The open peer-to-peer marketplace pioneered by 3D Hubs has been relegated, say the company founders, to make room for a broader manufacturing platform driven by CAD-CAM technologies.
Once upon a time, 3D Hubs could be simply described as an online 3D printing service platform. The initial model matched owners of desktop 3D printers with people in their local area who needed something printed.
The concept was innovative, to be sure. But in the drive to become a sustainable business, 3D Hubs has shifted strategies a few times since they launched in 2013. And those shifts have occasionally given rise to friction with their user-base, as ALL3DP has reported in the past.
Company founders Bram de Zwart and Brian Garret today release a statement which further codifies their transition from a peer-to-peer marketplace for 3D printing into a broader manufacturing platform.
“We started out with 3D printing because it was the most accessible technology with machine costs rapidly decreasing and a minimum order quantity of 1,” they say in a company blog post.
“The exponential growth of our recently added CNC machining service has revealed that the opportunity for custom, on-demand manufacturing is much larger than 3D printing alone and our platform can potentially be used for the production of more than 1 billion parts in the next five years.”
Some insight into this market came from the most recent 3D Hubs Trend Report, which contained data on the most used materials and finishes in their new service.
There are two big changes outlined in the statement.
The first is the decision to offer more comprehensive CNC machining and injection molding services alongside 3D printing. This will provide their customers with a single manufacturing platform they can use throughout the entire product development process (albeit still centered on technologies that are CAD-CAM driven).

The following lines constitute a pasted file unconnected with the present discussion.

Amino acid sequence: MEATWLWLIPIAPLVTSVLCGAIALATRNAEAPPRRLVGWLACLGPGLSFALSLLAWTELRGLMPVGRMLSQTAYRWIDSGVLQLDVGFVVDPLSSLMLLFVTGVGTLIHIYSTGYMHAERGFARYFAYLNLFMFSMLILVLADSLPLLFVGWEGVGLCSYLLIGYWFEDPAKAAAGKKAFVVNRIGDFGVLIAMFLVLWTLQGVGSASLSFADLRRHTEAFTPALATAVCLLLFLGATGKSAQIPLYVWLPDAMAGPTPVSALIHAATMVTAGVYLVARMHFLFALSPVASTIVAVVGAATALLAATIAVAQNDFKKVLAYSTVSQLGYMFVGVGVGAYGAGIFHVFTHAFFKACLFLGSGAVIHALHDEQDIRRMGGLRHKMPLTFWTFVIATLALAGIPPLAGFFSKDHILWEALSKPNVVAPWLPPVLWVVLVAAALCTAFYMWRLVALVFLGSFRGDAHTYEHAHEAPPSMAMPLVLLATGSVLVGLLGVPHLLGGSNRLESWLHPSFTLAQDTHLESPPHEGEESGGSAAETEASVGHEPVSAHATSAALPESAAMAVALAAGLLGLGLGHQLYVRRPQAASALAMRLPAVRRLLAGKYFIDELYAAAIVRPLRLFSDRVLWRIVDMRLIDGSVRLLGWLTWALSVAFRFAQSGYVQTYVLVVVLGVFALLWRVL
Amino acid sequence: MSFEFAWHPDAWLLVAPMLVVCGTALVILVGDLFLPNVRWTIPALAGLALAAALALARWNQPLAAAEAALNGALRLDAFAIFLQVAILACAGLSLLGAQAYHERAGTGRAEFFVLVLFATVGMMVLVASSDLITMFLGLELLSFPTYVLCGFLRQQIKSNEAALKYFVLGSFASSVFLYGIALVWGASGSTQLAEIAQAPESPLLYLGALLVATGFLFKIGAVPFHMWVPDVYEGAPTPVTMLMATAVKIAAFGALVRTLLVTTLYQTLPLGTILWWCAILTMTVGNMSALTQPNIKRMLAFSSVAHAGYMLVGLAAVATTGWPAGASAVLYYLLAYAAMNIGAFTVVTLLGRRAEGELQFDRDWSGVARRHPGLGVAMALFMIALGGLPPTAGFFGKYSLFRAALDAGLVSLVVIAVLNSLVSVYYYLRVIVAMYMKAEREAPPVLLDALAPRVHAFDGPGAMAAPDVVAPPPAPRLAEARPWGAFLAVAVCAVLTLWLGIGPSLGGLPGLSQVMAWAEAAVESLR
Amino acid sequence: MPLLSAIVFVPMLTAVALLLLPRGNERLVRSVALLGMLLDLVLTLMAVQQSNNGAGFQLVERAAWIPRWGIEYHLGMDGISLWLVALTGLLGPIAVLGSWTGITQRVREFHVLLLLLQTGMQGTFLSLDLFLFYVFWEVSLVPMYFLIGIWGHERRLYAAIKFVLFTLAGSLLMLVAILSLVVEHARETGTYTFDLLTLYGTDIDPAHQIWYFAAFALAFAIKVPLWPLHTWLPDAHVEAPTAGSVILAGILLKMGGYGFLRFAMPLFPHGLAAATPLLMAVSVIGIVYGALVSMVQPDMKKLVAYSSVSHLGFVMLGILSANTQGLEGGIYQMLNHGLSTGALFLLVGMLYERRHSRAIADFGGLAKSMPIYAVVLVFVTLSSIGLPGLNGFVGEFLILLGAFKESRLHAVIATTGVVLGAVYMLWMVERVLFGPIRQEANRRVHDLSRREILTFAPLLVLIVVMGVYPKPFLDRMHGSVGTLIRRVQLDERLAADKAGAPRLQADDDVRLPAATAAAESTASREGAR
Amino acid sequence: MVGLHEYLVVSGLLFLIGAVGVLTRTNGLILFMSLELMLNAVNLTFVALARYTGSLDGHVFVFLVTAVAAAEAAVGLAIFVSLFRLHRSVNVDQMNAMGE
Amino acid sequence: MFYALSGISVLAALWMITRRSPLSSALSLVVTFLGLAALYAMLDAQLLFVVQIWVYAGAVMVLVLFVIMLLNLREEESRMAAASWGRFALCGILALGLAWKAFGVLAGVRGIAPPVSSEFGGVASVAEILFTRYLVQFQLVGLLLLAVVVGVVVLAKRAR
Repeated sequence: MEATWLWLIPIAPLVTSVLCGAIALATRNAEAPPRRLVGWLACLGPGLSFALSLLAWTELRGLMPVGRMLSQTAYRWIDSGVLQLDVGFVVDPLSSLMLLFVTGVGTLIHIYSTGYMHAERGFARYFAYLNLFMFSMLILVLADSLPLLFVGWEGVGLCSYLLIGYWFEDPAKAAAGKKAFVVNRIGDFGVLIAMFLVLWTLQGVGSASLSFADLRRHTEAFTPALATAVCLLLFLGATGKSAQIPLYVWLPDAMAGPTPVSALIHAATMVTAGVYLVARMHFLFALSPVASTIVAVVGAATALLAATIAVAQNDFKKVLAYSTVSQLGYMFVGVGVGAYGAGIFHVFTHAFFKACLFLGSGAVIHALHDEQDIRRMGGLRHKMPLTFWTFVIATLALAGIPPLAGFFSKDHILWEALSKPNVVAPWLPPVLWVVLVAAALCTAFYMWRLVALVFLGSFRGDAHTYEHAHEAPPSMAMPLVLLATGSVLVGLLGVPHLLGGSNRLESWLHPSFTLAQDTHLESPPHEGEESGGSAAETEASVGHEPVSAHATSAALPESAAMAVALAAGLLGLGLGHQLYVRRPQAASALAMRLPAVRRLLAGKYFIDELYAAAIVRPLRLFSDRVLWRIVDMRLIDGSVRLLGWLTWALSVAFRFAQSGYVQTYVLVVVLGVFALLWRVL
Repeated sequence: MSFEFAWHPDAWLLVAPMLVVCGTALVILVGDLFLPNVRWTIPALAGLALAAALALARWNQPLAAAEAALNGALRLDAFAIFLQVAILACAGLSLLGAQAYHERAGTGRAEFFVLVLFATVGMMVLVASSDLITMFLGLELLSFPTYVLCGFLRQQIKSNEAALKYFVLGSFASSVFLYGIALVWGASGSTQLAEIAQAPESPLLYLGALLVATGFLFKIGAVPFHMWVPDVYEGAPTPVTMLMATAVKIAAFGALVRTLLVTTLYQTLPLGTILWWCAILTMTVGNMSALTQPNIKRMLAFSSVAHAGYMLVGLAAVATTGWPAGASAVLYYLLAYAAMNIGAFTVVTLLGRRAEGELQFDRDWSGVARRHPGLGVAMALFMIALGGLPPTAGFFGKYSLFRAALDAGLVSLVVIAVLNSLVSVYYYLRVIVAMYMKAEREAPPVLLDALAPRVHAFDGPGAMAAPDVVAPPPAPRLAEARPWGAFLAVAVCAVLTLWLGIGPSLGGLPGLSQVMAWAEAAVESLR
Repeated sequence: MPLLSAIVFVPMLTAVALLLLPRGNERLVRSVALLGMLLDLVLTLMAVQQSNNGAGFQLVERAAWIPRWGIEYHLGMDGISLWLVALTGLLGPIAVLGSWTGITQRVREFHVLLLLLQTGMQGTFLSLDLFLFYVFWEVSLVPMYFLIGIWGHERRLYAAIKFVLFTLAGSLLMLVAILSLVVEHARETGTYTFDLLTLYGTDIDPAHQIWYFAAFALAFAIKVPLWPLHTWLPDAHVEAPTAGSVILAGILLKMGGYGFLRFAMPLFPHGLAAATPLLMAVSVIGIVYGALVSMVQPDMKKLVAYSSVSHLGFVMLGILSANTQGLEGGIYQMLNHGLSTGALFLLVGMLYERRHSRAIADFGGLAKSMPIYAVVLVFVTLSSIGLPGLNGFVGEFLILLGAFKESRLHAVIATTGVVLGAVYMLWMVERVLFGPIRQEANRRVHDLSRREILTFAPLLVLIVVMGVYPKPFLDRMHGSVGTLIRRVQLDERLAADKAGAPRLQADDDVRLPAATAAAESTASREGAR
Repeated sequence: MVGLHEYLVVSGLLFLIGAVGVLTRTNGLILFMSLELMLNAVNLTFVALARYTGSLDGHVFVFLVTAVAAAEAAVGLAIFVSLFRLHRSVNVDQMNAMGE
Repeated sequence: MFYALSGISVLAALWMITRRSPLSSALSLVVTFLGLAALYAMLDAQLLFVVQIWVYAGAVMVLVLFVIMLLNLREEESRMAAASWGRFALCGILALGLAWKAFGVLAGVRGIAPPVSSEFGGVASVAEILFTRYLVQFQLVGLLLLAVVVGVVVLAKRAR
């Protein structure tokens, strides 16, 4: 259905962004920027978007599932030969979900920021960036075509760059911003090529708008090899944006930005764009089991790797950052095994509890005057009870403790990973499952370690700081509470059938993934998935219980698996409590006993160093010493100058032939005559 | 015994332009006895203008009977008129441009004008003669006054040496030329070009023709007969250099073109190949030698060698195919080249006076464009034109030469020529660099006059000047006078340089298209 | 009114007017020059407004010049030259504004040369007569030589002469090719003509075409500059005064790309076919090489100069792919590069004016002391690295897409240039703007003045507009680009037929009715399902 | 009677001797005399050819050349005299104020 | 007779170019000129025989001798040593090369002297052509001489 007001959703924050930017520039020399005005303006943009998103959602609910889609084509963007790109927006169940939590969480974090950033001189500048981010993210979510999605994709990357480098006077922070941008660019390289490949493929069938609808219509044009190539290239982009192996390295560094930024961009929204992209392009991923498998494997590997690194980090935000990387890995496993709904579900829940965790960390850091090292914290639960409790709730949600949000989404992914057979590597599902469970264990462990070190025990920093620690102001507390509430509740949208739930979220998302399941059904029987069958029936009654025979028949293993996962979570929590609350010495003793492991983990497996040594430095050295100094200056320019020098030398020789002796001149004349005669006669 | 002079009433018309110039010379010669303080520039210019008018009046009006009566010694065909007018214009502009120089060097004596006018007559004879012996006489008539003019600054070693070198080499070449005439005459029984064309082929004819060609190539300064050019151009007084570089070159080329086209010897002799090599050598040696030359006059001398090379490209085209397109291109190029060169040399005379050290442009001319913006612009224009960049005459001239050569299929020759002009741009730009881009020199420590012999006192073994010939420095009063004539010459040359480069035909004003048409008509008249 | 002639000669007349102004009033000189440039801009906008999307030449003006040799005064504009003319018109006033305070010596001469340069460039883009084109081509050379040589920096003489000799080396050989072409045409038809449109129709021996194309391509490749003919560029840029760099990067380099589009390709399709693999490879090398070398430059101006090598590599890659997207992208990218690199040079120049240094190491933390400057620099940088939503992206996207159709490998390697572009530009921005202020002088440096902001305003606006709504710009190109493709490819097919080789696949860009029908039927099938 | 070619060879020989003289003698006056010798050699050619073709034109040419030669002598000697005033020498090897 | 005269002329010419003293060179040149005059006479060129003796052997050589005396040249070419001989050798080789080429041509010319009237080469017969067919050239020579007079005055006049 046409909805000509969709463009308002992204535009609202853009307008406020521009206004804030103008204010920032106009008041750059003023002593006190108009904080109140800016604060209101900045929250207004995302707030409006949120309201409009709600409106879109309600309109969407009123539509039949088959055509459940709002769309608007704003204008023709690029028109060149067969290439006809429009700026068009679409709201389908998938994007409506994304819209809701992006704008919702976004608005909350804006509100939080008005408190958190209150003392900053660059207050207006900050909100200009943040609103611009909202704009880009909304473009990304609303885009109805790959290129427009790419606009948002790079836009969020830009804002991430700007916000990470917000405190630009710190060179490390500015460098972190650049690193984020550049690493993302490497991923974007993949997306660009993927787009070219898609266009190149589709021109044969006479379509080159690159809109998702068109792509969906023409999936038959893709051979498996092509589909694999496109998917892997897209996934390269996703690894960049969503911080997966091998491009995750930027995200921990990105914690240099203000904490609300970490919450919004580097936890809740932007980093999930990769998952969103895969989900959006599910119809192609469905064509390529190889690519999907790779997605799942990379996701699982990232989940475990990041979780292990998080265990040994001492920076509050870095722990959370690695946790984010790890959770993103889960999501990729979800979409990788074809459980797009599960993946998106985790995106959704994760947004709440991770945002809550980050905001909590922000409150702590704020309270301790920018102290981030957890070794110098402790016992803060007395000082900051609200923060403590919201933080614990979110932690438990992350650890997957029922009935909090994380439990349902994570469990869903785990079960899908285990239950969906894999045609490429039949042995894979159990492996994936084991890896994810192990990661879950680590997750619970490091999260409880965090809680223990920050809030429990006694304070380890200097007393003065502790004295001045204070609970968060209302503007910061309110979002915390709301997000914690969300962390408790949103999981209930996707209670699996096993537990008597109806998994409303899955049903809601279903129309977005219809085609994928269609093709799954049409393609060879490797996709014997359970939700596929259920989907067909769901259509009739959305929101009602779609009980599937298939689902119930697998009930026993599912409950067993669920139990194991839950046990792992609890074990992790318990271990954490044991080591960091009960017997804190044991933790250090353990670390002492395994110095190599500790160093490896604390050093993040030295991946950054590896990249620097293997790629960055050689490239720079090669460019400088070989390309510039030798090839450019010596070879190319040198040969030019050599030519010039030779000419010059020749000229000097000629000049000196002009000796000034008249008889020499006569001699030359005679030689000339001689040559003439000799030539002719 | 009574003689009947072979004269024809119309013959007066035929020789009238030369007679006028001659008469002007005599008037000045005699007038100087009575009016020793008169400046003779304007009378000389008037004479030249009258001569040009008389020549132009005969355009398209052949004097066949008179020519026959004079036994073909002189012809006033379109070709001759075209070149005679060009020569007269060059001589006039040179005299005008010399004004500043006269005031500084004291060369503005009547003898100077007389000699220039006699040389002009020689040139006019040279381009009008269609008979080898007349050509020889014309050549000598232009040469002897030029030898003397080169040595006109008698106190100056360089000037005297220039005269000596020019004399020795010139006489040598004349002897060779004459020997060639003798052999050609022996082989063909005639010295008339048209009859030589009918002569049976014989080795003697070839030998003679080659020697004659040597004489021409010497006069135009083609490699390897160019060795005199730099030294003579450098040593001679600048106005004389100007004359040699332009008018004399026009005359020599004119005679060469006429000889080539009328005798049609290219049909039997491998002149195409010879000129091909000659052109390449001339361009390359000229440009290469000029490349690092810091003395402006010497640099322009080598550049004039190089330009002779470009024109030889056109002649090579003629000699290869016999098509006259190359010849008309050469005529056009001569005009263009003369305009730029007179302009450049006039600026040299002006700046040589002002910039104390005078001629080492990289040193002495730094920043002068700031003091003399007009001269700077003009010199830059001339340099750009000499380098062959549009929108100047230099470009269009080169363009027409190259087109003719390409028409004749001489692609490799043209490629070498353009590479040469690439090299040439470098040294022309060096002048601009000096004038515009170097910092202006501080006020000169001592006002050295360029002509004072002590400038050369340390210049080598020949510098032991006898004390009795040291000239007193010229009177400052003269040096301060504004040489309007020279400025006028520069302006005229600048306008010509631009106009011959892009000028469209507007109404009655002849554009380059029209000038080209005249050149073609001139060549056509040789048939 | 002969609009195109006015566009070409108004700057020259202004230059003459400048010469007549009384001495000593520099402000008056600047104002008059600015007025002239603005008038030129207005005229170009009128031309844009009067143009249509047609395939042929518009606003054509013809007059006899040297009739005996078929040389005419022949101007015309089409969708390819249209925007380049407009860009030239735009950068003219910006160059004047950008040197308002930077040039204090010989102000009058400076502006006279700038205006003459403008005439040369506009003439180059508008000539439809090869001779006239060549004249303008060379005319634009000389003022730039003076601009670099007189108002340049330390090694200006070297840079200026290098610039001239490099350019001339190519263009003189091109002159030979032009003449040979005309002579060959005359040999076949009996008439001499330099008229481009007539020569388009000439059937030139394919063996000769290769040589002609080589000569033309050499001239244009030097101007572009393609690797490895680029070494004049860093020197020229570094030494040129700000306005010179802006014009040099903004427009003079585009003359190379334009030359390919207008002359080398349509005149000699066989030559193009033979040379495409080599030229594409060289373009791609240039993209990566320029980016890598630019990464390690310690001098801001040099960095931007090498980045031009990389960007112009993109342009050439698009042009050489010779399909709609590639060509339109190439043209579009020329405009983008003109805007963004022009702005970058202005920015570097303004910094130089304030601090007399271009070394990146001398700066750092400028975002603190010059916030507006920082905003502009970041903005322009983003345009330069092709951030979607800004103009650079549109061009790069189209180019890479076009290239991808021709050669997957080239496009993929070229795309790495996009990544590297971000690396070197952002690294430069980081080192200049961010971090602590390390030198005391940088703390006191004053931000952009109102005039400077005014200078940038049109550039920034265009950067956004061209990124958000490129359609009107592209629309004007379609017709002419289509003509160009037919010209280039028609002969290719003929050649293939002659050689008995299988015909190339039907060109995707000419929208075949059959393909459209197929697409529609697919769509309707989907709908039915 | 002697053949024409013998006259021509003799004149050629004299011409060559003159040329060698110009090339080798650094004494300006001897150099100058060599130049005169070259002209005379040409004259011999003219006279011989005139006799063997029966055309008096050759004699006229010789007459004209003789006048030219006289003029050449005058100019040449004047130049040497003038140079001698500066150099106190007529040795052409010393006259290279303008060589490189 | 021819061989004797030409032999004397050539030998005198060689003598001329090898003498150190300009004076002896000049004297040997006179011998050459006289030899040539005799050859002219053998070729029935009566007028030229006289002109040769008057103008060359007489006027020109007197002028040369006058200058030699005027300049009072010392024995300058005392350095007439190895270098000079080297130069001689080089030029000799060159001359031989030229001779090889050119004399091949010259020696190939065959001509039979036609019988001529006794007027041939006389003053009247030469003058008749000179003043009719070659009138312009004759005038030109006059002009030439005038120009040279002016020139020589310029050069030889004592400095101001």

This move is based on the observation that “our 280,000 customers typically use 3D printing in the early stages of their product development and then switch to other manufacturing technologies … further down the development cycle.”
The second — perhaps more controversial — decision is to de-empathise the peer-to-peer open marketplace model upon which the company was launched.
“Since last year, our offering is fully focused on professional engineers and designers as they have the strongest need for on-demand parts, but we’ve learned that part of this group is hesitant to use our original peer-to-peer open marketplace as there’s no guarantee on the quality and timeliness of parts.”
To address this, 3D Hubs are inviting a group of their top-performing B2B suppliers to become “manufacturing partners”. Following stricter quality standards, their completed jobs are branded as “Fulfilled by 3D Hubs”.
The goal is to combine the quality guarantee of a centralized supplier with the cost and lead-time benefits of their distributed manufacturing network. In doing so, say the founders, “we’re in a unique position to change the manufacturing industry.”
There’s no doubt that 3D Hubs have taken some bold steps today to shore up their future. Ironically, these steps distance the company further from the desktop 3D printing revolution they sprang from.
Source: 3D Hubs
License: The text of "Two Big Strategic Changes from 3D Hubs" by All3DP is licensed under a Creative Commons Attribution 4.0 International License.
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